In the fintech space, PayPal (NASDAQ:PYPL) remains a top stock investors watch very closely. The leader in many facets of digital payments, PayPal remains a top holding of many large funds and is widely held by many investors with any sort of index fund. Accordingly, the direction in which PYPL stock moves on a given day (particularly if it’s a big move) is worth paying attention to.
Unfortunately, PYPL stock is on the decline today following the initiation of coverage by an analyst from BMO Capital Markets. Analyst Rufus Hone put forward a “market perform” rating on PYPL stock alongside a $65 price target. Indeed, investors appear to be underwhelmed by this rating and what was said in the note.
Hone pointed out that “investor concerns around market share losses, an aggressive pricing environment in unbranded processing, and slower e-commerce growth” could hamper the stock, suggesting that execution risk still hangs over this company. He also noted that growth over the next two years could come in at the mid-single-digit range, lower than the market’s consensus expectation right now.
It’s worth pointing out that Hone also assumed coverage of rival Block (NYSE:SQ), issuing an “outperform” rating on the stock, citing strong growth from Cash App and Square Seller as reasons to buy the stock.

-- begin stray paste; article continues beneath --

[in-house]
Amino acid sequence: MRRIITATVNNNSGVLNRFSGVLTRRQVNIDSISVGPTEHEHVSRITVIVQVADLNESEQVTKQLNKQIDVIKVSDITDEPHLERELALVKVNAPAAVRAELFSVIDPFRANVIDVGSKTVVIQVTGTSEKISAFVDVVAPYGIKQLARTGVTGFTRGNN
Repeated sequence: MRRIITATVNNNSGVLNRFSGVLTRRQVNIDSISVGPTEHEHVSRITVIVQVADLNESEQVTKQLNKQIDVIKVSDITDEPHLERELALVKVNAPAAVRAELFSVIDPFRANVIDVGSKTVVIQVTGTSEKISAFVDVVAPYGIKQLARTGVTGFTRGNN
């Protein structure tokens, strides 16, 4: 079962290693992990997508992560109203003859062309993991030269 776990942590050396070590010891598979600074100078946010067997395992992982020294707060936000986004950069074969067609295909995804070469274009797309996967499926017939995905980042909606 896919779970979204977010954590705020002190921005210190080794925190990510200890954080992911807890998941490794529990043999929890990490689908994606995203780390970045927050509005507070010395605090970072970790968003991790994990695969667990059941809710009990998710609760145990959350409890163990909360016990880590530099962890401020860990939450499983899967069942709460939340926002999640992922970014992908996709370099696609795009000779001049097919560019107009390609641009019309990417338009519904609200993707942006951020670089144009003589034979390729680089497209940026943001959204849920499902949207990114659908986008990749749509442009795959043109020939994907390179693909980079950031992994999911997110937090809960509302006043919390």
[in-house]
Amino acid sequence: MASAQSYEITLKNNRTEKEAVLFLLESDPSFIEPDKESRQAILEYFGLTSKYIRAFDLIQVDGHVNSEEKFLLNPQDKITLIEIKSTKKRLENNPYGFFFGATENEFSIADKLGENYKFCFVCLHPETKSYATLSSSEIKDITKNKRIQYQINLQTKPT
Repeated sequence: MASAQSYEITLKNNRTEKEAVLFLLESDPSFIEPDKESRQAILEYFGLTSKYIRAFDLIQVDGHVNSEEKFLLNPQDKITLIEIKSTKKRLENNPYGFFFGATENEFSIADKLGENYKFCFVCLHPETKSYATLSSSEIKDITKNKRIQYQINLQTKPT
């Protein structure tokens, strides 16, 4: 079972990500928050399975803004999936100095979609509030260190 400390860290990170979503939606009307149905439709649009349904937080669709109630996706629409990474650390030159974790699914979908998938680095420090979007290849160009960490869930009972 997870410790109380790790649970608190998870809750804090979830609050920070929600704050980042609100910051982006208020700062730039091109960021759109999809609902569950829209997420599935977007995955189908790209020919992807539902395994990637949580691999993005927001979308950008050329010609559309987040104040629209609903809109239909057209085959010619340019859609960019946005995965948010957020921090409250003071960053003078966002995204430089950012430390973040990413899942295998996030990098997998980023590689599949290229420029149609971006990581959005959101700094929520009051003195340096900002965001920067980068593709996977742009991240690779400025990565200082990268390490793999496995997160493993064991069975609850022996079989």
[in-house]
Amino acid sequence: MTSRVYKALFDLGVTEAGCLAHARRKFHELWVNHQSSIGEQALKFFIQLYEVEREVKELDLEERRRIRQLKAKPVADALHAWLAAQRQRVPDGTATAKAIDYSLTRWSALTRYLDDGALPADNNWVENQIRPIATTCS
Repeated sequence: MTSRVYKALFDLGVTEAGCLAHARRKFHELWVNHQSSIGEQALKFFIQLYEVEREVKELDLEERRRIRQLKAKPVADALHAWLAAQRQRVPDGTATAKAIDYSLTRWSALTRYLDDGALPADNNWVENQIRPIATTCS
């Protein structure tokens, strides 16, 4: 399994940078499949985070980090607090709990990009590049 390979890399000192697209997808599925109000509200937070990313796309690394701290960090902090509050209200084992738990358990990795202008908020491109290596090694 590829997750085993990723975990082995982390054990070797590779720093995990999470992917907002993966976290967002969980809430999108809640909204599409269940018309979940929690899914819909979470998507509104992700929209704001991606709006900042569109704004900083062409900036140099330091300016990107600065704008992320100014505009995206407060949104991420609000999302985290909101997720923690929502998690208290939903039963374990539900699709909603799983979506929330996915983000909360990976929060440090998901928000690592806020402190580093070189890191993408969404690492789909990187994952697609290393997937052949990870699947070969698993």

Let’s dive into what investors should make of this news today.
PYPL Stock Drops on Analyst Report
Analyst ratings matter a great deal to large institutional and retail investors alike. Analysts’ growth projections can also inform an individual investor’s assumptions in their financial modeling. Accordingly, with growth expected to come in at a more muted pace at PayPal relative to its competitors, the company’s valuation is taking a breather today.
Such a reaction makes sense, and the market appears to be acting rationally here. However, it’s also true that analysts very rarely see their projections come to fruition. As is the case with any investor diving into a stock, an entire set of assumptions is required to come to a number like $65 per share. And while that’s not a lot of upside from current levels (though it is something, after today’s decline), investors always need to take a critical, independent view of every stock they consider buying.
It’s my view that Hone points out some material risks to PayPal over the medium term, and these are certainly worth pricing in. The market has done that today, so now the question is whether more downside needs to be priced in. Accordingly, PYPL stock will be intriguing to watch over the coming weeks as the market comes to a consensus on what this mega-cap stock should be worth.
On the date of publication, Chris MacDonald did not have (either directly or indirectly) any positions in the securities mentioned in this article. The opinions expressed in this article are those of the writer, subject to the InvestorPlace.com Publishing Guidelines.